A hearing aid is an electronic device that receives sound, amplifies it and transmits this stronger sound down the ear canal into the ear. Sound may reach the inner ear without a hearing aid. But without enough amplification, the impulses reaching the brain may be weak and distorted. With a hearing aid, sound is amplified to make the weak and distorted signals more audible.
The microphone picks up the sound and sends it to the amplifier.
The receiver inside the aid sends the amplified sound into the ear canal.
The amplifier inside the aid makes the sound louder and helps correct distortion. The volume control adjusts loudness.
The battery inside supplies the power.Your Hearing Evaluation
The process of choosing a hearing aid usually begins with medical and hearing examinations. The medical examination may be done by your family doctor or you may be referred to an otolaryngologist (a doctor who is an ear, nose and throat specialist). Your hearing will be carefully tested by an audiologist (a health professional who specialises in evaluation and non-medical treatment of hearing loss). The test results, called an audiogram, will show whether your ears are healthy, what type of hearing loss you have and exactly what you can and cannot hear.Your Medical Examination
A hearing loss can mean you have a medical problem. An examination of your ears, nose and throat is needed to rule out any infection, injury or other problem. Certain ear conditions can be treated or corrected with medicines or surgery. Then there might be no need for a hearing aid. Your doctor will take your medical history, asking you questions about your health and hearing as well as your family's medical history.Your Hearing Test
The audiologist may use several tests to find which tones, sounds and words you can and cannot hear. These tests are usually given in a soundproof room using electronic equipment. The tests are not painful or difficult to do. You are asked to signal when you hear tones and sounds that come through the earphones. Other tests will show if you can tell the difference between words that sound much alike, such as fin, pin, tin and thin. The tests show which sounds or tones your hearing aid will need to amplify for you.What the Audiogram Shows
The audiogram is a graph showing the results of your hearing test. Low pitch or frequencies (tones) are shown on the left and high frequencies on the right. Soft sounds are at the top of the graph and loud sounds at the bottom. The loudness where you first hear a tone is marked and these points are connected to form a line. Normal hearing levels start between O and 20 decibels. Normal conversational tones fall within a specific area on the graph.Other Possible Tests
Other tests may be done, depending on the nature of your hearing loss or the results of your audiogram. Such tests may he used to measure how well the eardrum is working, to check for fluid in the middle ear or to diagnose other conditions not revealed by the usual tests.Styles of Hearing Aid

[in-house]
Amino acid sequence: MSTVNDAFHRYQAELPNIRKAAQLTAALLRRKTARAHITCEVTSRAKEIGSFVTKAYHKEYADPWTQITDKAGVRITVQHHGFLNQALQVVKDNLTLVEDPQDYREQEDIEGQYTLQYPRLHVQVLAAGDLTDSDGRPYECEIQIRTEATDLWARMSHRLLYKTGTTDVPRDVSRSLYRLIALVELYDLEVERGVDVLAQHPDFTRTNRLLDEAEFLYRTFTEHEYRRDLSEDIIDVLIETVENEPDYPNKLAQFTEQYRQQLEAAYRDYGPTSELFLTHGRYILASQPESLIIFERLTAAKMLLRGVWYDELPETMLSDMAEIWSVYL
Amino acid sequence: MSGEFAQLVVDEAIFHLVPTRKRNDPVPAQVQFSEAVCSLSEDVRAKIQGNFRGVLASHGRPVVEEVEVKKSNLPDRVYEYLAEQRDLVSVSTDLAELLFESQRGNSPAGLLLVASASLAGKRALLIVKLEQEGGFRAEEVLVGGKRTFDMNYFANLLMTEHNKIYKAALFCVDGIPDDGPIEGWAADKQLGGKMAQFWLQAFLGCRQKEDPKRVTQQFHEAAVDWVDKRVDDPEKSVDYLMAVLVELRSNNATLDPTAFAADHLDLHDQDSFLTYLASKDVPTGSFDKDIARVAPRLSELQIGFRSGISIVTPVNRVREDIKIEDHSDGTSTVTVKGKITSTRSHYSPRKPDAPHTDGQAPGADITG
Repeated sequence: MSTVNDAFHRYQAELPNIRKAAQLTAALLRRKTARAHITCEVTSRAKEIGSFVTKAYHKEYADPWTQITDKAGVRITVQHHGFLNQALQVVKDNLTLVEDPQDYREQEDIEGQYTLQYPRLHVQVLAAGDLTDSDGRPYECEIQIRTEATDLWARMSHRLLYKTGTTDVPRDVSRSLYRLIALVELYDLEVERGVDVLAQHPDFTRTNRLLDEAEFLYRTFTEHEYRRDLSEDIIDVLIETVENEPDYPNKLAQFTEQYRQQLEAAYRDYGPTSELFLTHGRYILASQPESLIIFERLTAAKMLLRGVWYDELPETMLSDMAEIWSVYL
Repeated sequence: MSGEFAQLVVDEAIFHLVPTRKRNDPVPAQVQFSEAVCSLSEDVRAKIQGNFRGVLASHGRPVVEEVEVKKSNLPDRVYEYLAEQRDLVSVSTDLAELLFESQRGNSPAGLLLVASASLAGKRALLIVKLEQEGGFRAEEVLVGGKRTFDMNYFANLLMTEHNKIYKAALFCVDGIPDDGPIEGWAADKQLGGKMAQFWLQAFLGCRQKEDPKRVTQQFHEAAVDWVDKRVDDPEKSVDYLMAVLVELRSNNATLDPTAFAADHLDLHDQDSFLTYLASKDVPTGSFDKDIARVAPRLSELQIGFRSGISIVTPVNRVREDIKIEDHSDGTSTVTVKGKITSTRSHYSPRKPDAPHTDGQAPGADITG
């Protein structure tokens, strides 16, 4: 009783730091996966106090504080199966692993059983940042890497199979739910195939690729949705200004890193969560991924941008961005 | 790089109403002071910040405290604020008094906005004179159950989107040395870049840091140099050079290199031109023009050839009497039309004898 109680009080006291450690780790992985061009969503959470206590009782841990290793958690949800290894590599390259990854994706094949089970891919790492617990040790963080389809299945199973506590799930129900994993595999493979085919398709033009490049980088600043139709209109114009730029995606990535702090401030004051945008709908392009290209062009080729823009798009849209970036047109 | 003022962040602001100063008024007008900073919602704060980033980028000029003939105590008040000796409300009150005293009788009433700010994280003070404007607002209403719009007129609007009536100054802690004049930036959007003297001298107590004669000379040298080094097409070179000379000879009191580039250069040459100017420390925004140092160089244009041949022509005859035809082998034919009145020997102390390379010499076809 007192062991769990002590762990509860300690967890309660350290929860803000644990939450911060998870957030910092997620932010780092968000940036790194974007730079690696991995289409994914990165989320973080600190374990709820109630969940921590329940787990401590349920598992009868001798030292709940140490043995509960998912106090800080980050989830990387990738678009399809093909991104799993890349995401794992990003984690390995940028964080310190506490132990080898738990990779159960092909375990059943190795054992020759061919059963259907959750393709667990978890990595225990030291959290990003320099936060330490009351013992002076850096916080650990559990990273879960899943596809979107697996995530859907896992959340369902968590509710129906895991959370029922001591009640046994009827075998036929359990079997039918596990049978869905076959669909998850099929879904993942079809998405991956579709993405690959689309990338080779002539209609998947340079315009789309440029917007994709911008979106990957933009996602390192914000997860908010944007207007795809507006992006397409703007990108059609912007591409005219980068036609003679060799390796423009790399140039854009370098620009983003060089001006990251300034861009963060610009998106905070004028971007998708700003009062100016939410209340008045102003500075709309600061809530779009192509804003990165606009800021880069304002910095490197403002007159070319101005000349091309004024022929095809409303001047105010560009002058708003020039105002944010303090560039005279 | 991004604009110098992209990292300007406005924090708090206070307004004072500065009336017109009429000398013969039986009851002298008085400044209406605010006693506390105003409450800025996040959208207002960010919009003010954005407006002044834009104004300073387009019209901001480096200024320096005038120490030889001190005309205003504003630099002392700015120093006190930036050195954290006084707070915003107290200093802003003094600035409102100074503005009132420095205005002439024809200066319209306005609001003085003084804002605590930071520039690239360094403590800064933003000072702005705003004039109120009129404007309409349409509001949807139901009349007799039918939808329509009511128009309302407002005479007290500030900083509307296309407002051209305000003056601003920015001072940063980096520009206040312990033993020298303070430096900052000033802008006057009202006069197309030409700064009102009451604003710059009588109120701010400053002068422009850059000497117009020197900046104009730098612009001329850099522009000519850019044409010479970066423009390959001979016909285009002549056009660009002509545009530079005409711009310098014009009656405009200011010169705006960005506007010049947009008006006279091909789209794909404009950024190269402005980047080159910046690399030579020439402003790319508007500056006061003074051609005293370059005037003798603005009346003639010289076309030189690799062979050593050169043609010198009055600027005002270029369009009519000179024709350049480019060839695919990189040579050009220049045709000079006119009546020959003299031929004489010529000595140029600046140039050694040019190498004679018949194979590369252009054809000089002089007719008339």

After your hearing evaluation, you and your hearing professional are ready to select your hearing aid during a hearing aid consultation. Together you will decide which style of aid is really best for you, which features you need, and whether you need one or two hearing aids. Most of the hearing aids fitted today fall into one of four styles. These range from behind-the-ear models to the smallest units that fit completely within the ear canal.The Right Hearing Aid for You
Your audiologist or hearing aid specialist will work with you to make the best all-around choice. This choice should reflect your needs, preferences and budget. When deciding, consider the following:
Your lifestyle and level of activity
Your physical characteristics, limitations and dexterity
Any medical condition you may have
Your cosmetic and style preferences
The amount you are willing to payOne Aid or Two?
For some people, binaural (two) hearing aids may be recommended. The advantages are a better balance of sound (stereo hearing), better location of the sound source and greater ability to pick out sounds against background noise. Talk to your doctor or audiologist about what is best for you.Behind-the-Ear (BTE)
For mild to profound hearing loss
All components in a small, slim case worn behind the ear
Sound conducted to earmould through a plastic tube
Larger controls, which are easier for some people to adjust
May work best for certain types of hearing lossIn-the-Ear (ITE)
For mild to severe hearing loss
All components contained in a housing that fits in the outer ear and extends into the ear canal
Sound conducted into the ear by the receiver in the canal
Adjustable volume controlIn-the-Canal (ITC)
For mild to moderately severe hearing loss
All components in a housing that fits in ear opening and canal
Sound conducted into the ear by the receiver in the canal
Adjustable volume, with smaller controls
Less visible in the ear than ITE modelsCompletely-in-Canal (CIC)
For mild to moderately severe hearing loss
All components in a moulded housing that fits in the ear canal